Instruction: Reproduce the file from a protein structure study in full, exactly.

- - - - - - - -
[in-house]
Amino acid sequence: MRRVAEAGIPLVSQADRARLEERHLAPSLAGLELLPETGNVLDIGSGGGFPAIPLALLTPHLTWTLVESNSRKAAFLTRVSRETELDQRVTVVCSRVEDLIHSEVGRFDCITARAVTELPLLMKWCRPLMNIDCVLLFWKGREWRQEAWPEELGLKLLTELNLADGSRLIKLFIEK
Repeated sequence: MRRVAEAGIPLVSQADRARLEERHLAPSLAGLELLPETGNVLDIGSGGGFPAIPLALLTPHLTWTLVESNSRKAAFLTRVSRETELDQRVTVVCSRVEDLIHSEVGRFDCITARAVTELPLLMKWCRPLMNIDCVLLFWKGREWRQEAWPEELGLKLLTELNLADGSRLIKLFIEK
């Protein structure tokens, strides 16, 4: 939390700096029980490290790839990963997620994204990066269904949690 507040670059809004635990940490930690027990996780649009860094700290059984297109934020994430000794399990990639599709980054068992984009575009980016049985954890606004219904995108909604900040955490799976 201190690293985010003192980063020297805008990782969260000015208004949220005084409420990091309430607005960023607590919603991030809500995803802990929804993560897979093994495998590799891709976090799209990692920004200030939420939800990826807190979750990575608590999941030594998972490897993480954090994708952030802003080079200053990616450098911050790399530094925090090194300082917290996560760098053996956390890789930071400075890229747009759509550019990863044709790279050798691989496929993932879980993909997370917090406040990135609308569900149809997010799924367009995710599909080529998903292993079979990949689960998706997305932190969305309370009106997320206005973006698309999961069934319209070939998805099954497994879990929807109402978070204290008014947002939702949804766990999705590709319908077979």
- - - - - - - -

[in-house]
Amino acid sequence: MRRVAEAGIPLVSQADRARLEERHLAPSLAGLELLPETGNVLDIGSGGGFPAIPLALLTPHLTWTLVESNSRKAAFLTRVSRETELDQRVTVVCSRVEDLIHSEVGRFDCITARAVTELPLLMKWCRPLMNIDCVLLFWKGREWRQEAWPEELGLKLLTELNLADGSRLIKLFIEK
Repeated sequence: MRRVAEAGIPLVSQADRARLEERHLAPSLAGLELLPETGNVLDIGSGGGFPAIPLALLTPHLTWTLVESNSRKAAFLTRVSRETELDQRVTVVCSRVEDLIHSEVGRFDCITARAVTELPLLMKWCRPLMNIDCVLLFWKGREWRQEAWPEELGLKLLTELNLADGSRLIKLFIEK
């Protein structure tokens, strides 16, 4: 939390700096029980490290790839990963997620994204990066269904949690 507040670059809004635990940490930690027990996780649009860094700290059984297109934020994430000794399990990639599709980054068992984009575009980016049985954890606004219904995108909604900040955490799976 201190690293985010003192980063020297805008990782969260000015208004949220005084409420990091309430607005960023607590919603991030809500995803802990929804993560897979093994495998590799891709976090799209990692920004200030939420939800990826807190979750990575608590999941030594998972490897993480954090994708952030802003080079200053990616450098911050790399530094925090090194300082917290996560760098053996956390890789930071400075890229747009759509550019990863044709790279050798691989496929993932879980993909997370917090406040990135609308569900149809997010799924367009995710599909080529998903292993079979990949689960998706997305932190969305309370009106997320206005973006698309999961069934319209070939998805099954497994879990929807109402978070204290008014947002939702949804766990999705590709319908077979």